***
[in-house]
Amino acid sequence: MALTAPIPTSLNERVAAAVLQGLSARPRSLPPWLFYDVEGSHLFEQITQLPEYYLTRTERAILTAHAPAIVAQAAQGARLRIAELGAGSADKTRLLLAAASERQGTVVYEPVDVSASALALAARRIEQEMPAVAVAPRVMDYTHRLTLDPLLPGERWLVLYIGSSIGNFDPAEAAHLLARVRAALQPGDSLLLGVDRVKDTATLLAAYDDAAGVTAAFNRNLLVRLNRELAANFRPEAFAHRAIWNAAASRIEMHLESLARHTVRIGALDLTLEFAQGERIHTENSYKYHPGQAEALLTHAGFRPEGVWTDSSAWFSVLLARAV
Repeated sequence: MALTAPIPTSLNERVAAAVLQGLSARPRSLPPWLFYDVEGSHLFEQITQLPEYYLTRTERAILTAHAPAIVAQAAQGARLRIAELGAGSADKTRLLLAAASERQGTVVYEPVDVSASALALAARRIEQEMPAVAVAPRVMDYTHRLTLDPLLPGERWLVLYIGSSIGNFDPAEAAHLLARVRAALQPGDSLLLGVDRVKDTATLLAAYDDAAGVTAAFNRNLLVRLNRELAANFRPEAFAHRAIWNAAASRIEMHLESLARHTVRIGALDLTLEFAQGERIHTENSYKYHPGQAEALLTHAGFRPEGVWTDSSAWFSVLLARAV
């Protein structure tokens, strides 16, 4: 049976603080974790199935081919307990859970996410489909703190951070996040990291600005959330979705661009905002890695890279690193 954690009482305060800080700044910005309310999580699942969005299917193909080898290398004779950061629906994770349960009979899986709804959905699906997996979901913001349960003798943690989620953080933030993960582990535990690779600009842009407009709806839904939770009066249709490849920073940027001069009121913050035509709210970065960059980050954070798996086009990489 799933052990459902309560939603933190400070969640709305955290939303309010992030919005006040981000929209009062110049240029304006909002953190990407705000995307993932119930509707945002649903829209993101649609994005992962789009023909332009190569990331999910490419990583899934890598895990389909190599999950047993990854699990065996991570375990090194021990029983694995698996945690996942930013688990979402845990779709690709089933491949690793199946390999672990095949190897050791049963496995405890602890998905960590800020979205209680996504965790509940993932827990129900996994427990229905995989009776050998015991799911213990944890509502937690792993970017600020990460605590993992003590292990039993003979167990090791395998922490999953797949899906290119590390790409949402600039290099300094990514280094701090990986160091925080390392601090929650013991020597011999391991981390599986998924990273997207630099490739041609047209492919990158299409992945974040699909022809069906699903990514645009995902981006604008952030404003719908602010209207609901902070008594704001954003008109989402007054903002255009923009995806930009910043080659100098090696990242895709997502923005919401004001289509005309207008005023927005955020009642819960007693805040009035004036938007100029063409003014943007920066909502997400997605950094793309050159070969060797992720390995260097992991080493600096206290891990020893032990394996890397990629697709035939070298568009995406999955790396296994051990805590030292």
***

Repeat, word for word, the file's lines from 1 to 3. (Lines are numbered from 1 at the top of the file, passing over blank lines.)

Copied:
[in-house]
Amino acid sequence: MALTAPIPTSLNERVAAAVLQGLSARPRSLPPWLFYDVEGSHLFEQITQLPEYYLTRTERAILTAHAPAIVAQAAQGARLRIAELGAGSADKTRLLLAAASERQGTVVYEPVDVSASALALAARRIEQEMPAVAVAPRVMDYTHRLTLDPLLPGERWLVLYIGSSIGNFDPAEAAHLLARVRAALQPGDSLLLGVDRVKDTATLLAAYDDAAGVTAAFNRNLLVRLNRELAANFRPEAFAHRAIWNAAASRIEMHLESLARHTVRIGALDLTLEFAQGERIHTENSYKYHPGQAEALLTHAGFRPEGVWTDSSAWFSVLLARAV
Repeated sequence: MALTAPIPTSLNERVAAAVLQGLSARPRSLPPWLFYDVEGSHLFEQITQLPEYYLTRTERAILTAHAPAIVAQAAQGARLRIAELGAGSADKTRLLLAAASERQGTVVYEPVDVSASALALAARRIEQEMPAVAVAPRVMDYTHRLTLDPLLPGERWLVLYIGSSIGNFDPAEAAHLLARVRAALQPGDSLLLGVDRVKDTATLLAAYDDAAGVTAAFNRNLLVRLNRELAANFRPEAFAHRAIWNAAASRIEMHLESLARHTVRIGALDLTLEFAQGERIHTENSYKYHPGQAEALLTHAGFRPEGVWTDSSAWFSVLLARAV